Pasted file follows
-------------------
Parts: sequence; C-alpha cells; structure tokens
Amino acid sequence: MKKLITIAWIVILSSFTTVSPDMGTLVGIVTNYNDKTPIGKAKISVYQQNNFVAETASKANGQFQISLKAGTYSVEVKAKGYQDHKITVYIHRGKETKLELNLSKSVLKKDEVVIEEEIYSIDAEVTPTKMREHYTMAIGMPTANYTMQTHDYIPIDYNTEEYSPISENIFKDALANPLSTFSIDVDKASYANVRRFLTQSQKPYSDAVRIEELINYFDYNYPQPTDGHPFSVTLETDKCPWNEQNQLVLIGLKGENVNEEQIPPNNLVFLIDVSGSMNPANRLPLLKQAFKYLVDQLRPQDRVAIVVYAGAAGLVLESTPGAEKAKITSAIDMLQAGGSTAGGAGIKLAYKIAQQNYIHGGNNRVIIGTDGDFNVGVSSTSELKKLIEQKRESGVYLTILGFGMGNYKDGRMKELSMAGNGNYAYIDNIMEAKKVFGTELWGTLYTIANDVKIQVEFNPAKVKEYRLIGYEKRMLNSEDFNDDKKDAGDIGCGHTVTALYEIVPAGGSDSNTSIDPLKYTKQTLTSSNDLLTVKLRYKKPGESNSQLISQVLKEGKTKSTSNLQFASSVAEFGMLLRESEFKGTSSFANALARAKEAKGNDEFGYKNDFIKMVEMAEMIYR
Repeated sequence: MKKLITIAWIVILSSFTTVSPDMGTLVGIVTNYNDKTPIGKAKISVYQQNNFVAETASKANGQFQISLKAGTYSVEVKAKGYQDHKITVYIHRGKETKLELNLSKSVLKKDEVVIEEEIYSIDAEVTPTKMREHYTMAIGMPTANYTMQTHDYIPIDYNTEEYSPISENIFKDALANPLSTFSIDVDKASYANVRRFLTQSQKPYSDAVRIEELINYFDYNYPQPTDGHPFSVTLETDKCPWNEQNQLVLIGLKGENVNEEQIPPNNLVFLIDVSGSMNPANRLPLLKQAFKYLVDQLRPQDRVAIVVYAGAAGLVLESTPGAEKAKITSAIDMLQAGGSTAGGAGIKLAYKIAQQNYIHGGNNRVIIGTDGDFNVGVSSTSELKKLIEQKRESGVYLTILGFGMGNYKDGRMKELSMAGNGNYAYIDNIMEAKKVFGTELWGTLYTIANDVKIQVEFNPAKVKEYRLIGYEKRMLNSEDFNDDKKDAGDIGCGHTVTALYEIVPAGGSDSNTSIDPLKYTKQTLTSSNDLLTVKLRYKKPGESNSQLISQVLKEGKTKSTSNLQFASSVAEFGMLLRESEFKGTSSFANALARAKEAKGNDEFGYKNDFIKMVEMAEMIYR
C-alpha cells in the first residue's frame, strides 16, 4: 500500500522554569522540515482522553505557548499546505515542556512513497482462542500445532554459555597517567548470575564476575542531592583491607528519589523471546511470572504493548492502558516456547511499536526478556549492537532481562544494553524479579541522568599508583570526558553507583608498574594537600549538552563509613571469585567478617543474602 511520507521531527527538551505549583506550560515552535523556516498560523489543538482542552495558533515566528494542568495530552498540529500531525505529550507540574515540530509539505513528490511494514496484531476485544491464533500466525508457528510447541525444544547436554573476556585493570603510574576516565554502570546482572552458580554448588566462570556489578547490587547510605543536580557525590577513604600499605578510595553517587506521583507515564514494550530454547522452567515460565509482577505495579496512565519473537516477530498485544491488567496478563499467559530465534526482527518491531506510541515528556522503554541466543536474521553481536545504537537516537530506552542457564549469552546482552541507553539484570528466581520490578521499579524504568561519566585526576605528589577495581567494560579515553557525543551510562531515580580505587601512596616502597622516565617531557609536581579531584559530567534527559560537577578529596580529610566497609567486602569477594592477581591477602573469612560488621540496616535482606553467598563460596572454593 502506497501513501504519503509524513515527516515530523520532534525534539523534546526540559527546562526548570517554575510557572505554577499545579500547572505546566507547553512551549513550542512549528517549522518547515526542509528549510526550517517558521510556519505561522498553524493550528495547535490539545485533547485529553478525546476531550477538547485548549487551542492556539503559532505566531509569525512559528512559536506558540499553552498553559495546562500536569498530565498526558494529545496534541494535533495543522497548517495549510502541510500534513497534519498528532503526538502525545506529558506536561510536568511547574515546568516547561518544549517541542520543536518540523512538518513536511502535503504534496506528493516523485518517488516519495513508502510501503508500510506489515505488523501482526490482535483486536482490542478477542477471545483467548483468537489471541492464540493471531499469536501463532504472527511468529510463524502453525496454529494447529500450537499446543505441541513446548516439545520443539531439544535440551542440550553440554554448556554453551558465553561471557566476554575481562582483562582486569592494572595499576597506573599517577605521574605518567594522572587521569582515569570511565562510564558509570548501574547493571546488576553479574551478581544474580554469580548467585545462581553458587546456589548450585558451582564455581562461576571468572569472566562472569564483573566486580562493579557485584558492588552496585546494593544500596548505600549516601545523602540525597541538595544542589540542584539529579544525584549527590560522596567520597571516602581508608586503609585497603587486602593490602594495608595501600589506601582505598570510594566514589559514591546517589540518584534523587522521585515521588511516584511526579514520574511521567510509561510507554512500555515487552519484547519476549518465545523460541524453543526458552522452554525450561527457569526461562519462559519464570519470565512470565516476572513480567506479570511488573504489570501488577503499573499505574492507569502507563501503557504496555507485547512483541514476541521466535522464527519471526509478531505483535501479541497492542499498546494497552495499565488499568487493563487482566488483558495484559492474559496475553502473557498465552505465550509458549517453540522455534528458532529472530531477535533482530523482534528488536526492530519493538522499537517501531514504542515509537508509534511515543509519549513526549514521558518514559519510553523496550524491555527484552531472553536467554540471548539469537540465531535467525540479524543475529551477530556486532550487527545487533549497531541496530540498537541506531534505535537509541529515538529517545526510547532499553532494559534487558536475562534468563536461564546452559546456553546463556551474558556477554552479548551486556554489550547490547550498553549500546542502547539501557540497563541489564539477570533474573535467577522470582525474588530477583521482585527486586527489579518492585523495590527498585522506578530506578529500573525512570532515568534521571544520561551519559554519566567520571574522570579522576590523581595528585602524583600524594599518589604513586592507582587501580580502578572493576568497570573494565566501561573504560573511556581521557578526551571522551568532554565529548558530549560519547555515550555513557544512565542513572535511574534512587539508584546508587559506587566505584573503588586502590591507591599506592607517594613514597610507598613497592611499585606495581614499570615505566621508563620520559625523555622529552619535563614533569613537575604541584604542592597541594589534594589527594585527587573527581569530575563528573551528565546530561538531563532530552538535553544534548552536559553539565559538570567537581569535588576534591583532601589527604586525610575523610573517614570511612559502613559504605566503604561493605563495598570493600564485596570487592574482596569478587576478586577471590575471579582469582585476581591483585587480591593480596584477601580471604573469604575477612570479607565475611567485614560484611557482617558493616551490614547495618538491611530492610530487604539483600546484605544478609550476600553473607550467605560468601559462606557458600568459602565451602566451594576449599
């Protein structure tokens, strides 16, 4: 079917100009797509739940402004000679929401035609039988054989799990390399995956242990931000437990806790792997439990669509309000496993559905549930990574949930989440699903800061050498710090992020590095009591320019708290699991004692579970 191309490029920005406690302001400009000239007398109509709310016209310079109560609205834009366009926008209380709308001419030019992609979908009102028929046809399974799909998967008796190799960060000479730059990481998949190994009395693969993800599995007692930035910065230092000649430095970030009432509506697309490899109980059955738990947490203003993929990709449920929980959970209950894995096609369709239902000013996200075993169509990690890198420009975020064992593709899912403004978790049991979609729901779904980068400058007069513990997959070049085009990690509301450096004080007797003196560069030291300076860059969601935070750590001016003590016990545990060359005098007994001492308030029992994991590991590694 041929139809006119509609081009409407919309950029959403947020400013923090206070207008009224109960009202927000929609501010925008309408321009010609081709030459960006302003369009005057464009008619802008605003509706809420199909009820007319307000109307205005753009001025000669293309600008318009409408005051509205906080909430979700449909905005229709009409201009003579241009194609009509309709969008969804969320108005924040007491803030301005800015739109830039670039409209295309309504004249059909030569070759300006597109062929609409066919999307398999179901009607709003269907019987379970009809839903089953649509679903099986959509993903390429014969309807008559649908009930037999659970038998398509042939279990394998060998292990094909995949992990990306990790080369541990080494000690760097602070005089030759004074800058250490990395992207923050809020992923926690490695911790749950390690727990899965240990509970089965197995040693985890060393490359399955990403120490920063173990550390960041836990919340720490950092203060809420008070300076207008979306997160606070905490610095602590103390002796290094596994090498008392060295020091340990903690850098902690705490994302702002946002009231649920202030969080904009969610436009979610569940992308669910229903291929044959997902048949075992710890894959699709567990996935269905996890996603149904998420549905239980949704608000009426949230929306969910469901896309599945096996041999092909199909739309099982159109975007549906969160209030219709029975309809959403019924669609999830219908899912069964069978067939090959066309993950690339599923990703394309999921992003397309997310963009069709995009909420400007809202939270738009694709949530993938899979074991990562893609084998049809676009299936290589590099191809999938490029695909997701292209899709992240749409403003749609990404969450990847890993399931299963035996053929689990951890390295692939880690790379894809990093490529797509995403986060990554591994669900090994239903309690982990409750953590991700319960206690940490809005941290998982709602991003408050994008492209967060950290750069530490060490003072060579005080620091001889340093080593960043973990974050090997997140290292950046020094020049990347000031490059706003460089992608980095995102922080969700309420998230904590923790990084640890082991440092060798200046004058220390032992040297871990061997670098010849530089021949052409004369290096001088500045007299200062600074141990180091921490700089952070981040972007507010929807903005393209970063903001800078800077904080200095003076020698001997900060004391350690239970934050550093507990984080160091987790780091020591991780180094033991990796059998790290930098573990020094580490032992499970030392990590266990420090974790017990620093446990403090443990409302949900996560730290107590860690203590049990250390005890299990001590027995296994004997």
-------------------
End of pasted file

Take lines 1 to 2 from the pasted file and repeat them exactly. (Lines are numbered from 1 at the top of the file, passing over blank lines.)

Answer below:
Parts: sequence; C-alpha cells; structure tokens
Amino acid sequence: MKKLITIAWIVILSSFTTVSPDMGTLVGIVTNYNDKTPIGKAKISVYQQNNFVAETASKANGQFQISLKAGTYSVEVKAKGYQDHKITVYIHRGKETKLELNLSKSVLKKDEVVIEEEIYSIDAEVTPTKMREHYTMAIGMPTANYTMQTHDYIPIDYNTEEYSPISENIFKDALANPLSTFSIDVDKASYANVRRFLTQSQKPYSDAVRIEELINYFDYNYPQPTDGHPFSVTLETDKCPWNEQNQLVLIGLKGENVNEEQIPPNNLVFLIDVSGSMNPANRLPLLKQAFKYLVDQLRPQDRVAIVVYAGAAGLVLESTPGAEKAKITSAIDMLQAGGSTAGGAGIKLAYKIAQQNYIHGGNNRVIIGTDGDFNVGVSSTSELKKLIEQKRESGVYLTILGFGMGNYKDGRMKELSMAGNGNYAYIDNIMEAKKVFGTELWGTLYTIANDVKIQVEFNPAKVKEYRLIGYEKRMLNSEDFNDDKKDAGDIGCGHTVTALYEIVPAGGSDSNTSIDPLKYTKQTLTSSNDLLTVKLRYKKPGESNSQLISQVLKEGKTKSTSNLQFASSVAEFGMLLRESEFKGTSSFANALARAKEAKGNDEFGYKNDFIKMVEMAEMIYR